Bells on a Starry Night

You may be saying yo yourself….”self when does the name of this blog mean?”

If you are familiar with Amsterdam you would know about Anne Frank and Vincent Van Gogh. Both are reflected in the name.

The “bells” are a reference to the Westerkerk (or west church) bells that Anne could here from the secret annex.

Starry night is a reference to Vincent Van Gogh and his paintings; especially the Starry Night series (yes he painted more than one)

Starry Night
Starry Night Over the Rhone

The Van Gogh art is from The Vincent Van Gogh Gallery

Note to self….stop calling yourself “self”

The Domtoren (Dom Tower)

The Dom Tower of Utrecht is the tallest church tower in the Netherlands, at 112 metres (368 feet) in height, and the hallmark of the city. The tower was part of Dom Church, the medieval cathedral of Utrecht, and was built between 1321 and 1382.

Some of the best views of Utrecht are from the top of the tower.

City View

the Dom Church (whats left of it)

My Workout
I walked ALL the way to the top! All 465 steps, every last one of them. They are doing some maintenance work on the tower, so it was easy to imagine what it might have been like in the 14th century Let’s lust say I really like my job

I also spent time walking around Utrecht, exploring the streets, getting lost, learning how to read a map….you really do need to know where you are to be able to figure out where you’re going.

Today was Frites day, I had my first Belgian fries with Mayo for lunch…well….I did walk up all those steps, didn’t I?
Dinner was much Better, health wise, fresh Herring with onions and sweet pickles and a bottle of water. DELICIOUS

A typical Dutch delicacy is raw herring (Hollandse Nieuwe). This is typically eaten with raw onions. Hollandse nieuwe is only available in spring when the first seasonal catch of herring is brought in. This is celebrated in festivals such as the Vlaardingen Herring Festival

A soused herring, Zoute Haring Dutch, or Matjes (German, Swedish), is an especially mild salt herring, which is ripened using enzymes in a salty solution, or brine. In the Netherlands they are called maatjesharing which means maiden herring

If you’re a vegetable….I mean vegetarian…oops….sorry

“Your raiment, O herring, displays the rainbow colors of the setting sun, the patina on old copper, the golden-brown of Cordoba leather, the autumnal tints of sandalwood and saffron. Your head, O herring, flames like a golden helmet, and your eyes, are like black studs in circlets of copper
~Joris Karl Huysmans (1848-1907) French author, as quoted in Larousse Gastronomique (1988)

Anne Frank House

Visiting the Anne Frank House has always been emotional for me. This visit was no different.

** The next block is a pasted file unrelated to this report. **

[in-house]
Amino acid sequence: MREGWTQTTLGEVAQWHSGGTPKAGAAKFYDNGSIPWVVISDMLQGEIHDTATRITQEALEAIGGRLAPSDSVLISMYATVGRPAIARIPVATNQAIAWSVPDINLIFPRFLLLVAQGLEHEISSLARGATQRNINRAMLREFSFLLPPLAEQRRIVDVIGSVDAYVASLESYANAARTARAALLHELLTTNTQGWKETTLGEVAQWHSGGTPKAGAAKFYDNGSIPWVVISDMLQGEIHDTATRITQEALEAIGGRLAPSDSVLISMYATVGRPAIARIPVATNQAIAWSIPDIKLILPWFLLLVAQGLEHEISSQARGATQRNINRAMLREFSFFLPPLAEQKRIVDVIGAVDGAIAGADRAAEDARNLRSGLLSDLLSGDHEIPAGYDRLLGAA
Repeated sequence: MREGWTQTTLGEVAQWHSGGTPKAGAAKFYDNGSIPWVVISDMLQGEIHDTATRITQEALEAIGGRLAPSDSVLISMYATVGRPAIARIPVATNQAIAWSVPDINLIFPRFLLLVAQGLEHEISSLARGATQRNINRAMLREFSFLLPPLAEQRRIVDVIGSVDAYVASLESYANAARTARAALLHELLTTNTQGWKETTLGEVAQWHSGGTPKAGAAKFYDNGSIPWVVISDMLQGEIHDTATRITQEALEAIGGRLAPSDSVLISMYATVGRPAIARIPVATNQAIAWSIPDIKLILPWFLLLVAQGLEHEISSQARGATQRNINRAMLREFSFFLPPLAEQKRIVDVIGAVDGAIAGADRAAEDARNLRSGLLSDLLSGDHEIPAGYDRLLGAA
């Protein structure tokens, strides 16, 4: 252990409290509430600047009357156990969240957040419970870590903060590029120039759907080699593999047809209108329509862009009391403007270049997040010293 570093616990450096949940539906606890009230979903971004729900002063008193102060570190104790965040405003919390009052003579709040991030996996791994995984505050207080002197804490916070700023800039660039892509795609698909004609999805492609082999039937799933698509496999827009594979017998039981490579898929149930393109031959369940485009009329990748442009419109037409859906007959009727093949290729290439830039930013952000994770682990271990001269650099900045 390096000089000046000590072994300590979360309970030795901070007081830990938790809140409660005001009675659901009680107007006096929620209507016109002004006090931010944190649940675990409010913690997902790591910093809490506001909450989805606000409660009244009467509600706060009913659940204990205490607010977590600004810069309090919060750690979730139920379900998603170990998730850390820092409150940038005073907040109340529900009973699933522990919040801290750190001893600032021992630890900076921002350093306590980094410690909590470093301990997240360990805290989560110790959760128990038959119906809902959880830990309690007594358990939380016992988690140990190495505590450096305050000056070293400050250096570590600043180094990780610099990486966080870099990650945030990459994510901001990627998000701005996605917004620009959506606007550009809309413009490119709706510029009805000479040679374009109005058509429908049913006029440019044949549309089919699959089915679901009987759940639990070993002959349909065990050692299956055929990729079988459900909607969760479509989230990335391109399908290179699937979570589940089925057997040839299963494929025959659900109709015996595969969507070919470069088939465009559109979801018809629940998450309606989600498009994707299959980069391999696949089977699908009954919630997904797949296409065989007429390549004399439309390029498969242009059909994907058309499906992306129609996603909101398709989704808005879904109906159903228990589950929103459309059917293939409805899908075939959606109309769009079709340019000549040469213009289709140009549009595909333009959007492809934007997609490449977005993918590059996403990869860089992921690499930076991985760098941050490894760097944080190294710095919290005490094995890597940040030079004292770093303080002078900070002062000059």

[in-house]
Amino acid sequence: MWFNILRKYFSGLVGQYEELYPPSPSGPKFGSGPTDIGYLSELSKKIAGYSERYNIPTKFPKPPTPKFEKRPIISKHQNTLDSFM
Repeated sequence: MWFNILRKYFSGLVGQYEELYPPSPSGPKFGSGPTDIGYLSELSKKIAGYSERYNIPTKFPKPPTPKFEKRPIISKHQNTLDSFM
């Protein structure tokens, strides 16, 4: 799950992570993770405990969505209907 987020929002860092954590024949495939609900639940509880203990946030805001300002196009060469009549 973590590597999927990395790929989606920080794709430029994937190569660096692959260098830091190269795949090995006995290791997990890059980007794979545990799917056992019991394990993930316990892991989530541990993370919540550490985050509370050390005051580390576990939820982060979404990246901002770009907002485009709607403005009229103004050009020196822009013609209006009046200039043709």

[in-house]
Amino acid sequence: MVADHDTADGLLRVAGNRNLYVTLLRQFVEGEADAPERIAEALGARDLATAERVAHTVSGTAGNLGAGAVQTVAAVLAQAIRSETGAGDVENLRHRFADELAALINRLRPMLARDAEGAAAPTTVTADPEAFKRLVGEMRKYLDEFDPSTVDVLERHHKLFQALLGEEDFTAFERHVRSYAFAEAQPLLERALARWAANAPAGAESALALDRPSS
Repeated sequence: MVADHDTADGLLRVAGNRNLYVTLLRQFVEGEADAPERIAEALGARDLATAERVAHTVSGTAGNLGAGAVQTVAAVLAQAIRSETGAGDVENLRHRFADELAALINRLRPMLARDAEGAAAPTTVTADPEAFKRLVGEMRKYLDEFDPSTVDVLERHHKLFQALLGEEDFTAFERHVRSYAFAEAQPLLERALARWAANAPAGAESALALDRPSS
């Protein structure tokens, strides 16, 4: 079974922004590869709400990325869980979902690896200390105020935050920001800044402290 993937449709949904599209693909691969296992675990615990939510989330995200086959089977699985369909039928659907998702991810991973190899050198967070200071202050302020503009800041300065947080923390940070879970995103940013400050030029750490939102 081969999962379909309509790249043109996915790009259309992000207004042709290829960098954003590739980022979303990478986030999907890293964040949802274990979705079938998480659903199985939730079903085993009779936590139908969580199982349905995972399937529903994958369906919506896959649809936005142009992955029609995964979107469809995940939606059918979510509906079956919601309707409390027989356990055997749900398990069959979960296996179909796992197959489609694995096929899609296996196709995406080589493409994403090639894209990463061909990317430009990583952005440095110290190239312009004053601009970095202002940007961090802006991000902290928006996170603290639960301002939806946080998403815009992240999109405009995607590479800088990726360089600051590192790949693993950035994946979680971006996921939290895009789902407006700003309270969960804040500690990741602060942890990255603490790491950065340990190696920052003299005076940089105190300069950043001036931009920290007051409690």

I am not old enough to have any first hand memories of the second world war, everything I know has been passed down to me either through books or movies.

I first read the Diary of Anne Frank almost 25 years ago, it was very moving then, especially as I was student teaching at the time and I was working with a grade 6 class. They were all Christian and had no direct knowledge of what persecution based on religion was like.

I knew then that if I had the chance I wanted to see the secret annex in Amsterdam. I wanted first hand knowledge of what it was like during the war; or as close as possible to first hand.

Walking through the secret passage and seeing how small the space was and knowing that there were 8 people living there made the spaces even smaller.

Reading the notes and the information on the walls and tables brought everything to life.

The cramped spaces, lack of food, and the constant fear of being discovered had a major impact on those hiding. Anne makes that clear. It becomes clearer when you are standing in the same room she sat in to write; when you look out the same windows she looked out through and listen to the same bells she listened to.

Anne died a few short weeks of her camp being liberated.

The Anne Frank House forces me to remember that over a million children were part of the 6 million Jews that were killed during the Holocaust.

A generation lost.

A bit of a side note…..The Dutch seem to have a storage way of celebrating….

I was at The Anne frank House today with a school group of 12 year old kids. This was a class trip to celebrate the end of the school year and their “graduation” from elementary school. A celebration…at the Anne Frank House?